EDST 5126 Week 9 – Assurance / Improvement of quality processes / outcomes…..from the inside out


inside out.png

Identify and analyse trends in assurance and improvement of quality processes and outcomes in higher education in your country / state and what impact this could have on your chosen institution. Make reference to the relevant literature.

In the table below, trends in QA / QI in HE in Australia are considered from various perspectives.

QA pic 1

QA pic 2

Internal vs external quality drivers – driving quality from the inside out. 

There seems to be an inherent tension for what is driving quality improvement in HE in Australia which boils down to where the drive for improvement is coming from. The drive to improve may be internal or external. External drivers are intended to ensure that there is a basic standards in place, a safety net which is often quite granular. Relying solely on this to drive quality can have a number of potential downsides. First, it can foster a false sense of security (where extremely basic standards are met), it can discourage pursuit of excellence by providing reassurance that the standards are met and nothing else is required, which is of particular concern if the documentation requirements are onerous , taking away valuable time from getting on with the business of teaching. It takes a determined institution / faculty indeed to improve beyond the basic standards. This capacity for more extensive quality improvement may well be predicated on it having the resources to invest in further innovation and analysis, virtually making a two tiered system.

While basic standards are necessary, ongoing discussion of what quality higher education really means and so these considerations become a fundamental focus of discussions within the industry. This inherent focus and drive will increase the likelihood that improvements in HE will be driven from the inside out – so that there is a “growth mindset” with expansive possibilities for improvement and creativity in education rather than having quality defined at a basic level from the outside in.

Quality Medical Education in Australia 

In the last decade, there has been a focus on the medical workforce numbers in Australia, prompting the dramatic rise in medical students across Australia (the so-called medical student tsunami). While the workforce issues has been addressed, flow on implications for quality of medical education has been less of a focus and is perhaps of a greater concern.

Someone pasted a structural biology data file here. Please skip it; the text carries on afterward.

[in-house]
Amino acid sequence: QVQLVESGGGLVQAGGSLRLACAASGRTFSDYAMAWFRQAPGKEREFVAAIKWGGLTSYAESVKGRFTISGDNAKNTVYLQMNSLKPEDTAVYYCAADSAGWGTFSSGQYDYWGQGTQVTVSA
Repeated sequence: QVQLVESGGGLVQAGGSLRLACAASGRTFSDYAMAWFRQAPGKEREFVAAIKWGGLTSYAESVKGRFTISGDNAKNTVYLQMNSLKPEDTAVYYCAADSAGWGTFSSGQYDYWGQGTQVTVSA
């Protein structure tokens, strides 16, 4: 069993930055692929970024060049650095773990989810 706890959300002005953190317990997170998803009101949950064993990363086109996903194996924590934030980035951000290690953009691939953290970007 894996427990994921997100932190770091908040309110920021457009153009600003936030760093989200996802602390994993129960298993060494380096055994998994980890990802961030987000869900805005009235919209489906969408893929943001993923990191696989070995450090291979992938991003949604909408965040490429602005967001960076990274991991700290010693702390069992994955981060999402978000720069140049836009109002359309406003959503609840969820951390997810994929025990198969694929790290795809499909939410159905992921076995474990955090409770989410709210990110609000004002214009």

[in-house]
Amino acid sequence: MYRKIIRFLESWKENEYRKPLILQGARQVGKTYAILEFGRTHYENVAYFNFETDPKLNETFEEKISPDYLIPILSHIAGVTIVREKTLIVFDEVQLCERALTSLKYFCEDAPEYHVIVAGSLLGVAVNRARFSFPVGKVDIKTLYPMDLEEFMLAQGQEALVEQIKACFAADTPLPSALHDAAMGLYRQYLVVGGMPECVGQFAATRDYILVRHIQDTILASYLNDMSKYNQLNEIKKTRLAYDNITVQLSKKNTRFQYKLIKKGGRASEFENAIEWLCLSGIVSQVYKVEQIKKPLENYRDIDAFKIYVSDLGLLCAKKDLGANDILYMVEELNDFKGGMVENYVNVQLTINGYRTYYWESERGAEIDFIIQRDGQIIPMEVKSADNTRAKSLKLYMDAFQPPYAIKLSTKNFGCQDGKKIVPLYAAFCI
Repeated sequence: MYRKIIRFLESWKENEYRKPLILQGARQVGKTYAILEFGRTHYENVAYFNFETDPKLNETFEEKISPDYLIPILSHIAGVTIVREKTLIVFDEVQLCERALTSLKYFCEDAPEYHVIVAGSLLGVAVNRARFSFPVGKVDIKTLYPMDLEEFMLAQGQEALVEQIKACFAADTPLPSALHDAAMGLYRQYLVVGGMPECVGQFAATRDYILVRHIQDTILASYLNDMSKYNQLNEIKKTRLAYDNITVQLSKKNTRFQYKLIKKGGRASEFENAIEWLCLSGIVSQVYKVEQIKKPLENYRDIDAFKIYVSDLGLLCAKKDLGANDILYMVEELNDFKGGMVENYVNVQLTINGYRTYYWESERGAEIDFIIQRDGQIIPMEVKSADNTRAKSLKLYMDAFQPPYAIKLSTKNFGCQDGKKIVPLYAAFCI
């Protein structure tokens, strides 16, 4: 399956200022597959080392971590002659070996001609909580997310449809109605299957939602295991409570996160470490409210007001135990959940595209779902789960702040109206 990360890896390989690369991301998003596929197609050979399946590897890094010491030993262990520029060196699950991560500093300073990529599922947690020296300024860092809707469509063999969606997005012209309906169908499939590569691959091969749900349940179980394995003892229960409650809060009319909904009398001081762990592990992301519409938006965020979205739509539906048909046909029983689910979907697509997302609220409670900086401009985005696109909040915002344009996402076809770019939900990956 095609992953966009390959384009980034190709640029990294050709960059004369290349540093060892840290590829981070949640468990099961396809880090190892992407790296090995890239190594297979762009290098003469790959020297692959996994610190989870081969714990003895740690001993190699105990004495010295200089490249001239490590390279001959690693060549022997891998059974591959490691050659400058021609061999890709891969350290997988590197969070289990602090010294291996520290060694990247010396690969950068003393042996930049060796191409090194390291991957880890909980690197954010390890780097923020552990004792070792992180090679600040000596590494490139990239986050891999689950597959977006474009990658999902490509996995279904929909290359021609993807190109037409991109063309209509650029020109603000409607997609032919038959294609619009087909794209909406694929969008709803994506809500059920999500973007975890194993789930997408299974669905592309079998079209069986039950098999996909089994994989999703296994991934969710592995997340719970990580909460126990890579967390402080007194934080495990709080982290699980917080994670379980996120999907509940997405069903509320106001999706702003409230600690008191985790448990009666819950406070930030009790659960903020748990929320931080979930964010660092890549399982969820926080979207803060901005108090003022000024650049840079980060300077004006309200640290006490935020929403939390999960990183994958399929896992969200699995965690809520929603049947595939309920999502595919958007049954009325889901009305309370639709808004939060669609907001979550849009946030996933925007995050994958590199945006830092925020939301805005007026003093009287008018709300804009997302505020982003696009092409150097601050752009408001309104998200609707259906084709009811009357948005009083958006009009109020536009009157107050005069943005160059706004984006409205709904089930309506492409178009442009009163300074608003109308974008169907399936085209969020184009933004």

Akin to TEQSA, the Australian Medical Council (AMC) defines the standards for medical education at both undergraduate and specialist levels and these requirements are dealt with at the institutional levels. The basic capacity to teach (with a declining workforce and rising student numbers) is another question all together and how quality education can be delivered in this context.

Only basic requirements set out for institutional accreditation of teachers / supervisors who deliver the vast majority of clinical teaching and there is little formalised evaluation of the quality of that education. These conjoint teachers and supervisors do not enter into a paid contract with the institutions and usually engage with learning and teaching for usually altruistic reasons. It is yet to be seen whether peer review of teaching requirements that are increasingly applied to career academics will apply to conjoint teachers.  And there is furthermore a risk that if requirements are too great, that the volunteer workforce will disengage. How quality in this setting can be recognised by those teachers, and engaged with as a priority is an important question in ensuring quality medical education in Australia.


  • AMC. (2017). Accreditation and REcognition. Retrieved 2017_05_22 from http://www.amc.org.au/accreditation,
  • Bradley, D., Noonan, P., Nugent, H., & Scales, B. (2008). Review of Australian higher education. Final report. Canberra, Australia: Commonwealth of Australia
  • Probert, B. (2015). The quality of Australia’s higher education system: How it might be defined, improved and assured. Office for Learning and Teaching.

  • UNSW (2016). UNSW 2025 Strategy. Retrieved: https://www.2025.unsw.edu.au/sites/default/files/uploads/unsw_2025strategy_201015.pdf
  • Uther, P. (2017). Assuring quality in Australia (Moodle forum). Retrieved 2017_05_23 from https://moodle.telt.unsw.edu.au/mod/forum/discuss.php?d=543340



One thought on “EDST 5126 Week 9 – Assurance / Improvement of quality processes / outcomes…..from the inside out

  1. Really awesome read shari,
    I really enjoyed reading your comments regarding the internal and external factors contributing to Quality assurance. Makes me reflect on my own teaching and institution.


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